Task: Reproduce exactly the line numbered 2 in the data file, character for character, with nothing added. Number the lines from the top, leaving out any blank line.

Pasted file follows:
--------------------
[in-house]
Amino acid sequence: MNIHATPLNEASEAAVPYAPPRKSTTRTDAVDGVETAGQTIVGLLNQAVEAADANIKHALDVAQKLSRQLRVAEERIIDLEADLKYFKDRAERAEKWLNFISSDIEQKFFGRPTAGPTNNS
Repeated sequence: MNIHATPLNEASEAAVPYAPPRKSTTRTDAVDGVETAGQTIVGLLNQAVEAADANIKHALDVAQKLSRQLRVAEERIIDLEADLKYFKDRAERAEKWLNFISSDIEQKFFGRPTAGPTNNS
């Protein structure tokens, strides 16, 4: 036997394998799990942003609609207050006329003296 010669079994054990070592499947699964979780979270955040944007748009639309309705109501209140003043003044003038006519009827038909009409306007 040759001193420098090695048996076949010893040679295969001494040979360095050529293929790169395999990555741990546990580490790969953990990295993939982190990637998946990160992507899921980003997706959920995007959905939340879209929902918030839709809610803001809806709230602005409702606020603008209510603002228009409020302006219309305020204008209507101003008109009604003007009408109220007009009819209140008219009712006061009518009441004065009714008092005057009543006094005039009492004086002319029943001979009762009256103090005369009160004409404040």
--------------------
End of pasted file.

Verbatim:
Amino acid sequence: MNIHATPLNEASEAAVPYAPPRKSTTRTDAVDGVETAGQTIVGLLNQAVEAADANIKHALDVAQKLSRQLRVAEERIIDLEADLKYFKDRAERAEKWLNFISSDIEQKFFGRPTAGPTNNS